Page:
HOUSTON -- Houston, the nation's fourth largest city is also one of its most ethnically diverse, with over 90 languages spoken and 1.1 million people living in the metropolitan area born outside the United States. However, one nationality has been top of mind lately because of Umar Farouk Abdulmutallab, the Nigerian National accused of trying to bring down a detroit bound airliner on Christmas day.
That's why the Nigerian Foundation, Inc.,of Houston, called a news conference today.
"...to bring attention to a sick young man, who's been presented in the press as a Nigerian," says Dr. Robert Irabor, chairman of the foundation's board.
With 150,000 to 250,000 residents in Houston, Nigerian-Americans comprise two percent of the city's population, the largest Nigerian American population in the U.S.
"We are trying to avoid a backlash," says Irabor. "We are trying to let people know we are productive, good citizens in this community and in the United States."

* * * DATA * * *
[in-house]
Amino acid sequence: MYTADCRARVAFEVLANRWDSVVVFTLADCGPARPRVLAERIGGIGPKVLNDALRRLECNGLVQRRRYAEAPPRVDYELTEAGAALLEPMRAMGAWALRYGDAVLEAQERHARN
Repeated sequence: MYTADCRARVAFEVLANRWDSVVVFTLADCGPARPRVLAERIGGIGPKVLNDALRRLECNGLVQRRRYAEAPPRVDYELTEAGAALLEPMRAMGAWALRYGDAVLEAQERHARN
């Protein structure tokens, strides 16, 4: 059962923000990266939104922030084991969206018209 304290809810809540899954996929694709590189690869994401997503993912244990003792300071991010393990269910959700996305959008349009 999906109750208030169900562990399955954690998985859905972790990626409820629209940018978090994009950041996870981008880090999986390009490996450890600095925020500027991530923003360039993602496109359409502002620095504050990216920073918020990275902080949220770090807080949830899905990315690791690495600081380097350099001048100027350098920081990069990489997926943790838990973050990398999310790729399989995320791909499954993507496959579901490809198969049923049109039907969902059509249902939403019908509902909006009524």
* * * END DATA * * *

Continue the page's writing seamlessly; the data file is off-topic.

The foundation is also quick to point out that Abdulmutallab was educated , not in Nigeria, but in London; and later, Yemen.
It also points out that when he visited Houston in August 2008, it was to attend a two weekend program hosted by AlMaghrip Institute, a web-based Islamic education center.
And then there's the alleged attempt to blow up a plane.
"This is not a Nigerian way of living," says Reverend Felix Awotula, a local pastor. "We don't believe in killing. His influence was externally generated."
It's not an Islamic way of living either, according to Nigerian Americans who also happen to be Muslim.
"The Qur'an specifically forbids anyone from killing any human being," says Kila Jimoh, of the Nigerian Foundation.
If you kill one, he says, it's like killing the whole world.